The Treasury Department said energy drinks firm Red Bull settled a potential civil liability suit for alleged violations of US sanctions against Cuba.» Read More
Many luxury goods have existed for centuries and enjoyed widespread popularity despite official bans. What are some in-demand luxury goods that have been banned?
JPMorgan has agreed to pay $88.3 million to settle potential civil liability for apparent violations of a wide range of US sanctions, the Treasury department said.
Venezuelan President Hugo Chavez revealed that he is fighting cancer after having a tumor removed in Cuba, raising uncertainty about his political future even as he assured his country he expects to fully recover.
Cuba has devalued its hard-currency peso by eight percent. Tourists, come on down!
After decades of boom to bust behavior, economies from Mexico to Brazil are looking dynamic, diverse and durable, helped by a wealth of natural resources and a good measure of fiscal discipline.
Cubans faced a harsh new reality this week—the dismissal slip —as the government began slashing state payrolls in a cost-cutting move that has created job insecurity for the first time in years in the Communist-run country.
In perhaps the clearest sign yet that economic change is gathering pace in Cuba, the government plans to lay off more than half a million people from the public sector in the expectation that they will move into private businesses, reports the New York Times.
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A federal judge on Tuesday criticized Barclays’ $298 million deal with the U.S. authorities to settle charges of facilitating payments that violated sanctions against countries including Cuba and Iran. The FT reports.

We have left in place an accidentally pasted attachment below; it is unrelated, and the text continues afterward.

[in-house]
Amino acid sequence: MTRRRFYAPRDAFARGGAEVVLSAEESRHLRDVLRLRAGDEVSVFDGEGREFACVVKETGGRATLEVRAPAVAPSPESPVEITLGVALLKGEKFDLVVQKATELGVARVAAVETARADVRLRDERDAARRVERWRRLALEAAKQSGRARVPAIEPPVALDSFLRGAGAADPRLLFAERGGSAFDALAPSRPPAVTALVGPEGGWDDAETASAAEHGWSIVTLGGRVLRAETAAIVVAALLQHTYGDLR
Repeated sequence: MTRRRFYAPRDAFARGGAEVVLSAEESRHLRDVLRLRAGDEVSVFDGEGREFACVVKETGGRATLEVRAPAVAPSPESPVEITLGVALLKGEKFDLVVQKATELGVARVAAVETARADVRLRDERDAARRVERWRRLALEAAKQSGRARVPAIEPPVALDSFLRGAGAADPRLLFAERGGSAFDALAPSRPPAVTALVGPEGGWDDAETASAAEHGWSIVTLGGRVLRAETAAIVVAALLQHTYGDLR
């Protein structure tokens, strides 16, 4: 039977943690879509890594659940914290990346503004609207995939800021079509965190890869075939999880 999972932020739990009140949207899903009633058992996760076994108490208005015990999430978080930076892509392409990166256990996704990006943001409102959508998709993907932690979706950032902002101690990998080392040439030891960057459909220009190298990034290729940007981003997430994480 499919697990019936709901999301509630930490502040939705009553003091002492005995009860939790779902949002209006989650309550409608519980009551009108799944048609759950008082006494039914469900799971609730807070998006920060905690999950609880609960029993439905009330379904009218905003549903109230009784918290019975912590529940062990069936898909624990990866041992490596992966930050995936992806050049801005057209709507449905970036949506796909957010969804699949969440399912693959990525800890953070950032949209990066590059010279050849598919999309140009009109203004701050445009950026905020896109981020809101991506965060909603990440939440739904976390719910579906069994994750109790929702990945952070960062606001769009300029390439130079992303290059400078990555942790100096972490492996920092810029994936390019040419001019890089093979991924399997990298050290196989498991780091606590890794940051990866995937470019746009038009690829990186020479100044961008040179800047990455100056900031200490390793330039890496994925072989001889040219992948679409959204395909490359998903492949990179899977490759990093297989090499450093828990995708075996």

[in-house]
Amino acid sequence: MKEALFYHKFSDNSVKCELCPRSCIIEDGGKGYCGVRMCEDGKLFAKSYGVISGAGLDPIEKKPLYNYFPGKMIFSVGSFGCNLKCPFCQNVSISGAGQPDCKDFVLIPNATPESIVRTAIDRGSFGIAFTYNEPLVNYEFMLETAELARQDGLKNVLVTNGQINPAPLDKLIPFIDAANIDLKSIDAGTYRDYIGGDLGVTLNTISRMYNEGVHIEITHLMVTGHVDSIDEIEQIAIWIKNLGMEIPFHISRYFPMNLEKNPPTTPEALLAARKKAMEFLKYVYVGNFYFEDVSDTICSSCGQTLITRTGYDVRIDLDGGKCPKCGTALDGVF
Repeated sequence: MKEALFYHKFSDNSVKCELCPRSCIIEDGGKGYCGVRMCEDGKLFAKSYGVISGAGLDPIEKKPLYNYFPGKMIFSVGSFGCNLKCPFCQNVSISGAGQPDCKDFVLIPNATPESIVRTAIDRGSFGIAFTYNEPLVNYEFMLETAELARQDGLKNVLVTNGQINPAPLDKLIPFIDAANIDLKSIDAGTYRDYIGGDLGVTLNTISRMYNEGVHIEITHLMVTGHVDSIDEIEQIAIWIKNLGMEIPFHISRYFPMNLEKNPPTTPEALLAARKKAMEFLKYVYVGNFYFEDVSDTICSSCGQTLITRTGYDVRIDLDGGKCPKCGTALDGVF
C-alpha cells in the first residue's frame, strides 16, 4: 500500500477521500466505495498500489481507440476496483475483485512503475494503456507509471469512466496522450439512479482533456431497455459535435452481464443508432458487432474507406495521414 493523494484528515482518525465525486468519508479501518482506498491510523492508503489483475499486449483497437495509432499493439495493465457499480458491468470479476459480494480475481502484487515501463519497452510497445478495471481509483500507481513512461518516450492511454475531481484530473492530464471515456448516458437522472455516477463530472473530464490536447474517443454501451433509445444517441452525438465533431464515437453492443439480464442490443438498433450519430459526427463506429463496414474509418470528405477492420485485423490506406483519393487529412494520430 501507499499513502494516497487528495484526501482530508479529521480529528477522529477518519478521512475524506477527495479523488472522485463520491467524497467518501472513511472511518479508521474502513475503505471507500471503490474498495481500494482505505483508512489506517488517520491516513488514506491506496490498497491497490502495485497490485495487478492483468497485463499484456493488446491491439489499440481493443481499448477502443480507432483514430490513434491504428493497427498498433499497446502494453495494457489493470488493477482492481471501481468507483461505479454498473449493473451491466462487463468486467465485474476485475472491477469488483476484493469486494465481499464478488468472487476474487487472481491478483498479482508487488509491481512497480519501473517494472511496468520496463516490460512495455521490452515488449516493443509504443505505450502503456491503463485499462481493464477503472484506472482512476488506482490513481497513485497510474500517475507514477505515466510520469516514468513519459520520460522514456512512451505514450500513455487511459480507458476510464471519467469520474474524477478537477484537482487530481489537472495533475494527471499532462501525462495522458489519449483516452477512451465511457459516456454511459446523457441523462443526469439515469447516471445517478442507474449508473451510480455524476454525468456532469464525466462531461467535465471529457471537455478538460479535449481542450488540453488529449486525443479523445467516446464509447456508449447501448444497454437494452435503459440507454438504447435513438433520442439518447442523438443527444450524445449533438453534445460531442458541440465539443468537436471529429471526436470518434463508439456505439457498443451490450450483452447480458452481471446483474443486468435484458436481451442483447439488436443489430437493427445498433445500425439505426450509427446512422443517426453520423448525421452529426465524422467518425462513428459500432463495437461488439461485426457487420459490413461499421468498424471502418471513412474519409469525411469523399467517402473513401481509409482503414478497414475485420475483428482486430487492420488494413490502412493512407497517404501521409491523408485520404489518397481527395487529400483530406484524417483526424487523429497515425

Barclays has agreed to pay $298 million over criminal allegations that it illegally engaged in financial transactions with banks in Cuba, Iran, Libya, Sudan and Burma, the Justice Department disclosed in court papers filed Monday.
In the following pictures, we tell the story of some of the individuals — the Pedro Pans — who struggled, adapted and even prevailed under incredibly difficult circumstances.
Despite an economic embargo against Cuba that has existed for a half century, Americans and citizens of US allies routinely conduct business with the country, including trade and tourism.
It's hard to find a spare tire in Cuba these days, or a cup of yogurt. Air conditioners are shut off in the dead heat. Factories close at peak hours, and workers go without their government-subsidized lunches.
Cuba has agreed to resume talks with the Obama administration on legal immigration of Cubans to the United States and direct mail service between the two countries, a State Department official said Sunday.
Plus, Cramer answers questions about secondary offerings and the banks and investors who may – or may not – benefit from them.
Delsa Bernardo was ready to pop rolls in the oven at Yiya's Gourmet Cuban Bakery when she heard the news: After years of separation, she could finally visit her 80-year-old aunt in Cuba, any time she wanted.
President Obama's decision to ease US restrictions on Cuba sets a prospect for improving the 47-year-old US trade embargo on the island, potentially allowing American companies to gain access to a market that has been dominated by Europe and Canada.
On Monday President Obama eased the way for U.S. telecommunications firms to do business with Cuba. How does emerging markets trader Tim Seymour suggest playing it?
Thank you, Mr. President, for doing what should have been done long ago, by moving forward to open up diplomatic and trade relations with Cuba.